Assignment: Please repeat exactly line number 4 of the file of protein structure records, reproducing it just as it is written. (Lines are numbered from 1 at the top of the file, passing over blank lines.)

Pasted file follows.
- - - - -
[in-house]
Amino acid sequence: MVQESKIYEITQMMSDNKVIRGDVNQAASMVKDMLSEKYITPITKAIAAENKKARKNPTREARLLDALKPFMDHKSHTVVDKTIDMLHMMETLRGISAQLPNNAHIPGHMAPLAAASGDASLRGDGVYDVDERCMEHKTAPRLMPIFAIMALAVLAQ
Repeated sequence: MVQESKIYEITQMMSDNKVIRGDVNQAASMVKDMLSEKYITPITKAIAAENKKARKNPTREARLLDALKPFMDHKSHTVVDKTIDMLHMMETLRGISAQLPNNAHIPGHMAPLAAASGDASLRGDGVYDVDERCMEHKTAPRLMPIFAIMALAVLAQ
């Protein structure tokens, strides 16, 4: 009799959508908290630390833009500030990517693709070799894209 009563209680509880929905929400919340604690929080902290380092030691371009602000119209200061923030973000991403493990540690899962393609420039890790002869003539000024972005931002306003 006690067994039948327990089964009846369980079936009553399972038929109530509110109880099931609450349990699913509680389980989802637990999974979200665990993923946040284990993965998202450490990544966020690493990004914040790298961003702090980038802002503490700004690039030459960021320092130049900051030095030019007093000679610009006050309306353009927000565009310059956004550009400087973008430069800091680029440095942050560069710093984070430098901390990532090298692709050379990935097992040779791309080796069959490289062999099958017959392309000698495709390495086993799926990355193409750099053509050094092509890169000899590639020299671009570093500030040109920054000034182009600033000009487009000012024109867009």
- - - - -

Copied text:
């Protein structure tokens, strides 16, 4: 009799959508908290630390833009500030990517693709070799894209 009563209680509880929905929400919340604690929080902290380092030691371009602000119209200061923030973000991403493990540690899962393609420039890790002869003539000024972005931002306003 006690067994039948327990089964009846369980079936009553399972038929109530509110109880099931609450349990699913509680389980989802637990999974979200665990993923946040284990993965998202450490990544966020690493990004914040790298961003702090980038802002503490700004690039030459960021320092130049900051030095030019007093000679610009006050309306353009927000565009310059956004550009400087973008430069800091680029440095942050560069710093984070430098901390990532090298692709050379990935097992040779791309080796069959490289062999099958017959392309000698495709390495086993799926990355193409750099053509050094092509890169000899590639020299671009570093500030040109920054000034182009600033000009487009000012024109867009």